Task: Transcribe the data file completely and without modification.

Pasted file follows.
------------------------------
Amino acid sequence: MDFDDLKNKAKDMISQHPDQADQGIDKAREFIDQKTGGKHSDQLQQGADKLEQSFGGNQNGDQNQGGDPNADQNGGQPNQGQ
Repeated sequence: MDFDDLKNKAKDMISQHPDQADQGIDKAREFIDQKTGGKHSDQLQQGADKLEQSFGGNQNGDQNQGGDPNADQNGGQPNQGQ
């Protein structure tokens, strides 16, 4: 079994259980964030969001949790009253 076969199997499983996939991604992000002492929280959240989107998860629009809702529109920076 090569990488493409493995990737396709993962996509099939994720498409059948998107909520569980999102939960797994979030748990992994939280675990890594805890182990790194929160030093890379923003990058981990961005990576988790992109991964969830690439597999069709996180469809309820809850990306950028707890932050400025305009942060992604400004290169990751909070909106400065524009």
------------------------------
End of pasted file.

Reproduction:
Amino acid sequence: MDFDDLKNKAKDMISQHPDQADQGIDKAREFIDQKTGGKHSDQLQQGADKLEQSFGGNQNGDQNQGGDPNADQNGGQPNQGQ
Repeated sequence: MDFDDLKNKAKDMISQHPDQADQGIDKAREFIDQKTGGKHSDQLQQGADKLEQSFGGNQNGDQNQGGDPNADQNGGQPNQGQ
């Protein structure tokens, strides 16, 4: 079994259980964030969001949790009253 076969199997499983996939991604992000002492929280959240989107998860629009809702529109920076 090569990488493409493995990737396709993962996509099939994720498409059948998107909520569980999102939960797994979030748990992994939280675990890594805890182990790194929160030093890379923003990058981990961005990576988790992109991964969830690439597999069709996180469809309820809850990306950028707890932050400025305009942060992604400004290169990751909070909106400065524009």